Every research paper tells a story, but the pressure to provide ‘clean’ narratives is harmful for the scientific endeavour.
Research manuscripts provide an account of how their authors addressed a research question or questions, the means they used to do so, what they found and how the work (dis)confirms existing hypotheses or generates new ones. The current research culture is characterized by significant pressure to present research projects as conclusive narratives that leave no room for ambiguity or for conflicting or inconclusive results. The pressure to produce such clean narratives, however, represents a significant threat to validity and runs counter to the reality of what science looks like.
Prioritizing conclusive over transparent research narratives incentivizes a host of questionable research practices: hypothesizing after the results are known, selectively reporting only those outcomes that confirm the original predictions or excluding from the research report studies that provide contradictory or messy results. Each of these practices damages credibility and presents a distorted picture of the research that prevents cumulative knowledge.
During peer review, reviewers may occasionally suggest that the authors ‘reframe’ the reported work. While this is not problematic for exploratory research, it is inappropriate for confirmatory research—that is, research that tests pre-existing hypotheses. Altering the hypotheses or predictions of confirmatory research after the fact invalidates inference and renders the research fundamentally unreliable. Although these reframing suggestions are made in good faith, we will always overrule them, asking authors to present their hypotheses and predictions as originally intended.
Preregistration is being increasingly adopted across different fields as a means of preventing questionable research practices and increasing transparency. As a journal, we strongly support the preregistration of confirmatory research (and currently mandate registration for clinical trials). However, preregistration has little value if authors fail to abide by it or do not transparently report whether their project differs from what they preregistered and why. We ask that authors provide links to their preregistrations, specify the date of preregistration and transparently report any deviations from the original protocol in their manuscripts.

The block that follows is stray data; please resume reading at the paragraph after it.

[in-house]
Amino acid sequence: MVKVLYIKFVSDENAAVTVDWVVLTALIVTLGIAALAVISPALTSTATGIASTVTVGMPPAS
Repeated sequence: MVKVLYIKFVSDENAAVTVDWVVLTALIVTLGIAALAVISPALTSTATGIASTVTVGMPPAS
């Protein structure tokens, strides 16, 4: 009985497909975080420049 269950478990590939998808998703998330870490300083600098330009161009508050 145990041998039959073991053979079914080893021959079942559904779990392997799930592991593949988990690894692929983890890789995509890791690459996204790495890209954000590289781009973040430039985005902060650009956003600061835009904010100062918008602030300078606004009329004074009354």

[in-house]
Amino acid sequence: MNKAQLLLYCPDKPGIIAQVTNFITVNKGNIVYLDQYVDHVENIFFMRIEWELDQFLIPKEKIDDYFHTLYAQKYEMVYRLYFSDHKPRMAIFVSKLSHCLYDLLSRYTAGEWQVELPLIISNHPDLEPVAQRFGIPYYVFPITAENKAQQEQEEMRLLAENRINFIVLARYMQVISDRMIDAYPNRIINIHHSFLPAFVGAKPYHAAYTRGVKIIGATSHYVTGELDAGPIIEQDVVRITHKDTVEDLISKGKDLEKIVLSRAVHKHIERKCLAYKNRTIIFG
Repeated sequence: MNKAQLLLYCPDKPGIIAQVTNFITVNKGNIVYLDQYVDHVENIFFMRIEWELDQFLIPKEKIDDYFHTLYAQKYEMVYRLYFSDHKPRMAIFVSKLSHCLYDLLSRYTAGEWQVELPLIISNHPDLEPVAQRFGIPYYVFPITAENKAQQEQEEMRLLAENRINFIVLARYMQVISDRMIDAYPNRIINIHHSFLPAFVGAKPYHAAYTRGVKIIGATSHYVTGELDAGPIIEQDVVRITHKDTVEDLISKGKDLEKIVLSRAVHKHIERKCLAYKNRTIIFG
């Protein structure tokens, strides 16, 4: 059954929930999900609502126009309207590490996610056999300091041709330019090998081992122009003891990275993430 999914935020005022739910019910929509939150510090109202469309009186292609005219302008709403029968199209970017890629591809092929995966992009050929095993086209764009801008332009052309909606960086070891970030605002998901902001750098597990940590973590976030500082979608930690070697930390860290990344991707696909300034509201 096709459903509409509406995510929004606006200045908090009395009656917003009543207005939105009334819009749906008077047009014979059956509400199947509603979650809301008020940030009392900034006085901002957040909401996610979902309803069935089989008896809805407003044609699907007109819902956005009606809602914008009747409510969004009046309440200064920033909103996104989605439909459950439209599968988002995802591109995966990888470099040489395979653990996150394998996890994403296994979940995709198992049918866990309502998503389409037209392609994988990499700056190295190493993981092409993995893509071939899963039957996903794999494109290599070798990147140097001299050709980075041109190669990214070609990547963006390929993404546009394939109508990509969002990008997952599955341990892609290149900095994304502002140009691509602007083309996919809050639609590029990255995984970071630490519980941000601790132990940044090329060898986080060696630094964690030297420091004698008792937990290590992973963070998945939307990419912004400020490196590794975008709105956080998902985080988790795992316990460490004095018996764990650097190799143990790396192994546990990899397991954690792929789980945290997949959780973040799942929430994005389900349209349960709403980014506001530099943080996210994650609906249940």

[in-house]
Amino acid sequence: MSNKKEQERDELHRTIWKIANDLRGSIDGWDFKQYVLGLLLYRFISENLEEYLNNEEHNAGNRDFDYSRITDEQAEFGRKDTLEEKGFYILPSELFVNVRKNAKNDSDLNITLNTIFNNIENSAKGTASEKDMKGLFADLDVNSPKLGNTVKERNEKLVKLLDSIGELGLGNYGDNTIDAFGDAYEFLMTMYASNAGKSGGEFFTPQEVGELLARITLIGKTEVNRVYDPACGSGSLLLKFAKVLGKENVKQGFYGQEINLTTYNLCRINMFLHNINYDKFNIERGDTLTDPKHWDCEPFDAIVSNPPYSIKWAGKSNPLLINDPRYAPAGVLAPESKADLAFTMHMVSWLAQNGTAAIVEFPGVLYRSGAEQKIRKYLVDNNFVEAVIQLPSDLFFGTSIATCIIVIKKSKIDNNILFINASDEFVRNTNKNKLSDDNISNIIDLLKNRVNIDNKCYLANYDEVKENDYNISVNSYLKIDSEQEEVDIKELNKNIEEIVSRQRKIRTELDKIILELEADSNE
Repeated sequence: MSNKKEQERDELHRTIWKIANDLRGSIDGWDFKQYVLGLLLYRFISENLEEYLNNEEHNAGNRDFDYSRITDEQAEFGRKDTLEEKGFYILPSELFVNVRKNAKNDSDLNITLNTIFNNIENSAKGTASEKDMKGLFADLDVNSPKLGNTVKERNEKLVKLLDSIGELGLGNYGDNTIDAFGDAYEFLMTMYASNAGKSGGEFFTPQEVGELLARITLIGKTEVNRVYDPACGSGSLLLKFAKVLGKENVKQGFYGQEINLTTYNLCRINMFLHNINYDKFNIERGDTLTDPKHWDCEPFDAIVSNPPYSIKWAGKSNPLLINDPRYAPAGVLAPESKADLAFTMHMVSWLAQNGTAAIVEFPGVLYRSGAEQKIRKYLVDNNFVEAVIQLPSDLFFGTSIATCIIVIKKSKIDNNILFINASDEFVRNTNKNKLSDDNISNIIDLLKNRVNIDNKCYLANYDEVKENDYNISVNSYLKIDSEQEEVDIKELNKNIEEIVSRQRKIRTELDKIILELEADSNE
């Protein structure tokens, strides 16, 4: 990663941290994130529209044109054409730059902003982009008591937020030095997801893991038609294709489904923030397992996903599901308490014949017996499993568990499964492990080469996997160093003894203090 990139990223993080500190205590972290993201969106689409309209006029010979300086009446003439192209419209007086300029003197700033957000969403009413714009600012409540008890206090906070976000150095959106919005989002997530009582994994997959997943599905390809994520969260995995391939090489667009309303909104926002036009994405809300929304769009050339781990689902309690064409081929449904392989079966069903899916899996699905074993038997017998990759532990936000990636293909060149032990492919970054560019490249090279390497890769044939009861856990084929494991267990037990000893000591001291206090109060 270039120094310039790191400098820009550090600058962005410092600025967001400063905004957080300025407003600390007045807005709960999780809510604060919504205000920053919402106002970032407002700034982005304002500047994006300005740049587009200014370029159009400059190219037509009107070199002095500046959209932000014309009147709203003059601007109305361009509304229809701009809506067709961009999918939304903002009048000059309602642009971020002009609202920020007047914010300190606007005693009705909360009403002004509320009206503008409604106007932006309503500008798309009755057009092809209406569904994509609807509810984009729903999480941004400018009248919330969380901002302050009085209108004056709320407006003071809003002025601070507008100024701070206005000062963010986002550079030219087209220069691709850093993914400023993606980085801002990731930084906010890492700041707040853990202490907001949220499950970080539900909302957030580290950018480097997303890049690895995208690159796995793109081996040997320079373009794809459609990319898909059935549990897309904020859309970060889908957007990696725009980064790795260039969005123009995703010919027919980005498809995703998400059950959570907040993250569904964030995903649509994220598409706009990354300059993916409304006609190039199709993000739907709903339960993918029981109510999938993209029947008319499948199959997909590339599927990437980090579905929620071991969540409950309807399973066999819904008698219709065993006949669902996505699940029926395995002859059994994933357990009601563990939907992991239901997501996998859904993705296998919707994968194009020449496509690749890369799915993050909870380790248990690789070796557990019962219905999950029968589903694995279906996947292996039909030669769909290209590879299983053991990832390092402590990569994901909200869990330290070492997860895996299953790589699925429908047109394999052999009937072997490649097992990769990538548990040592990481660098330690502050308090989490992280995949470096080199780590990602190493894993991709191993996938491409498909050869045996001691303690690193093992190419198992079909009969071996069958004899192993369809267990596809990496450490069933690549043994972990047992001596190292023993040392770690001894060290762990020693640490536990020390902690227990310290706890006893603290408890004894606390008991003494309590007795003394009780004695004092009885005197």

There is occasionally valid reason to deviate from the preregistered protocol, especially if that protocol did not have the benefit of peer review before the authors carried out their research (as in Registered Reports). For instance, it sometimes becomes apparent during peer review that a preregistered analysis is inappropriate or suboptimal. For all deviations from the preregistered protocol, we ask authors to indicate in their manuscripts how they deviated from their original plan and explain their reason for doing so (e.g., flaw, suboptimality, etc.). To ensure transparency, unless a preregistered analysis plan is unquestionably flawed, we ask that authors also report the results of their preregistered analyses alongside the new analyses.
Occasionally, authors may be tempted to drop a study from their report for reasons other than poor quality (or reviewers may make that recommendation)—for instance, because the results are incompatible with other studies reported in the paper. We discourage this practice; in multistudy research papers, we ask that authors report all of the work they carried out, regardless of outcome. Authors may speculate as to why some of their work failed to confirm their hypotheses and need to appropriately caveat their conclusions, but dropping studies simply exacerbates the file-drawer problem and presents the conclusions of research as more definitive than they are.
No research project is perfect; there are always limitations that also need to be transparently reported. In 2019, we made it a requirement that all our research papers include a limitations section, in which authors explain methodological and other shortcomings and explicitly acknowledge alternative interpretations of their findings.
Science is messy, and the results of research rarely conform fully to plan or expectation. ‘Clean’ narratives are an artefact of inappropriate pressures and the culture they have generated. We strongly support authors in their efforts to be transparent about what they did and what they found, and we commit to publishing work that is robust, transparent and appropriately presented, even if it does not yield ‘clean’ narratives.
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